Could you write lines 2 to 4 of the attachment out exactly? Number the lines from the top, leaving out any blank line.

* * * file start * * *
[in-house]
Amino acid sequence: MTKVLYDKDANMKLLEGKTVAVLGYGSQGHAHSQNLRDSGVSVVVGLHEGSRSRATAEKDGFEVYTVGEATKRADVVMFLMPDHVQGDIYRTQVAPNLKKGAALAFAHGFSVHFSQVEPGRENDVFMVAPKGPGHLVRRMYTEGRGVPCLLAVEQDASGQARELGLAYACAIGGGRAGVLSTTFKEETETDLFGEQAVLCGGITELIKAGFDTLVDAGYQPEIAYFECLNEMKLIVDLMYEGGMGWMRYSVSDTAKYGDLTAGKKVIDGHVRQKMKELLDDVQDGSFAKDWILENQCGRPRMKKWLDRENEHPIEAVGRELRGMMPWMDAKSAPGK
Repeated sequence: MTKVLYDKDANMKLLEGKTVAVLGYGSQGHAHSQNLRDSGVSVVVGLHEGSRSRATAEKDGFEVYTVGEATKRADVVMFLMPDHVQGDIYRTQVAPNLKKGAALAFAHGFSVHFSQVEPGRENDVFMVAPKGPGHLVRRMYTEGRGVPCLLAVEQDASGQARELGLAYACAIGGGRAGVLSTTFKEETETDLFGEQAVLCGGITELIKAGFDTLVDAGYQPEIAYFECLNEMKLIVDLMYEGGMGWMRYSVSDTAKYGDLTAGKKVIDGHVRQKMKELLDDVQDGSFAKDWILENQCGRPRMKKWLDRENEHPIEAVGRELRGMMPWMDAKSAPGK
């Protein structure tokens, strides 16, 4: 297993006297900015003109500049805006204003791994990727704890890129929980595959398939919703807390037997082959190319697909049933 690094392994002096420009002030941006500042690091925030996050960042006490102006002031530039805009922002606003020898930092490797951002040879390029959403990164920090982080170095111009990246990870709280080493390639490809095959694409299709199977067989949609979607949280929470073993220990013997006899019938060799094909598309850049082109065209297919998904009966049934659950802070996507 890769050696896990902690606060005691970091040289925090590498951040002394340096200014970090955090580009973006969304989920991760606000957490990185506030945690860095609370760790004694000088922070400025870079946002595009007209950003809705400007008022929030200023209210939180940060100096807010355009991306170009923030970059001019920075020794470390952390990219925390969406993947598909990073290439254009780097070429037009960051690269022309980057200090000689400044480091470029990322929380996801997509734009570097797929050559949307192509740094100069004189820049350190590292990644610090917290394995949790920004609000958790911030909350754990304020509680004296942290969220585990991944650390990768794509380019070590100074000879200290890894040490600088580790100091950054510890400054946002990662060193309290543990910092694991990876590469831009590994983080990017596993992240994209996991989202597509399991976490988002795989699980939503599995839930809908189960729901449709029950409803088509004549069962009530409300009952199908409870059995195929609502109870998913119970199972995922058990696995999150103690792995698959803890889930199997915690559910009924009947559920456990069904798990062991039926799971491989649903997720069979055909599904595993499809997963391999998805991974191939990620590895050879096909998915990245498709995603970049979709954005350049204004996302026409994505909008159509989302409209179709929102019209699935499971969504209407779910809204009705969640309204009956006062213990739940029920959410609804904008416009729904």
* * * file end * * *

Amino acid sequence: MTKVLYDKDANMKLLEGKTVAVLGYGSQGHAHSQNLRDSGVSVVVGLHEGSRSRATAEKDGFEVYTVGEATKRADVVMFLMPDHVQGDIYRTQVAPNLKKGAALAFAHGFSVHFSQVEPGRENDVFMVAPKGPGHLVRRMYTEGRGVPCLLAVEQDASGQARELGLAYACAIGGGRAGVLSTTFKEETETDLFGEQAVLCGGITELIKAGFDTLVDAGYQPEIAYFECLNEMKLIVDLMYEGGMGWMRYSVSDTAKYGDLTAGKKVIDGHVRQKMKELLDDVQDGSFAKDWILENQCGRPRMKKWLDRENEHPIEAVGRELRGMMPWMDAKSAPGK
Repeated sequence: MTKVLYDKDANMKLLEGKTVAVLGYGSQGHAHSQNLRDSGVSVVVGLHEGSRSRATAEKDGFEVYTVGEATKRADVVMFLMPDHVQGDIYRTQVAPNLKKGAALAFAHGFSVHFSQVEPGRENDVFMVAPKGPGHLVRRMYTEGRGVPCLLAVEQDASGQARELGLAYACAIGGGRAGVLSTTFKEETETDLFGEQAVLCGGITELIKAGFDTLVDAGYQPEIAYFECLNEMKLIVDLMYEGGMGWMRYSVSDTAKYGDLTAGKKVIDGHVRQKMKELLDDVQDGSFAKDWILENQCGRPRMKKWLDRENEHPIEAVGRELRGMMPWMDAKSAPGK
């Protein structure tokens, strides 16, 4: 297993006297900015003109500049805006204003791994990727704890890129929980595959398939919703807390037997082959190319697909049933 690094392994002096420009002030941006500042690091925030996050960042006490102006002031530039805009922002606003020898930092490797951002040879390029959403990164920090982080170095111009990246990870709280080493390639490809095959694409299709199977067989949609979607949280929470073993220990013997006899019938060799094909598309850049082109065209297919998904009966049934659950802070996507 890769050696896990902690606060005691970091040289925090590498951040002394340096200014970090955090580009973006969304989920991760606000957490990185506030945690860095609370760790004694000088922070400025870079946002595009007209950003809705400007008022929030200023209210939180940060100096807010355009991306170009923030970059001019920075020794470390952390990219925390969406993947598909990073290439254009780097070429037009960051690269022309980057200090000689400044480091470029990322929380996801997509734009570097797929050559949307192509740094100069004189820049350190590292990644610090917290394995949790920004609000958790911030909350754990304020509680004296942290969220585990991944650390990768794509380019070590100074000879200290890894040490600088580790100091950054510890400054946002990662060193309290543990910092694991990876590469831009590994983080990017596993992240994209996991989202597509399991976490988002795989699980939503599995839930809908189960729901449709029950409803088509004549069962009530409300009952199908409870059995195929609502109870998913119970199972995922058990696995999150103690792995698959803890889930199997915690559910009924009947559920456990069904798990062991039926799971491989649903997720069979055909599904595993499809997963391999998805991974191939990620590895050879096909998915990245498709995603970049979709954005350049204004996302026409994505909008159509989302409209179709929102019209699935499971969504209407779910809204009705969640309204009956006062213990739940029920959410609804904008416009729904």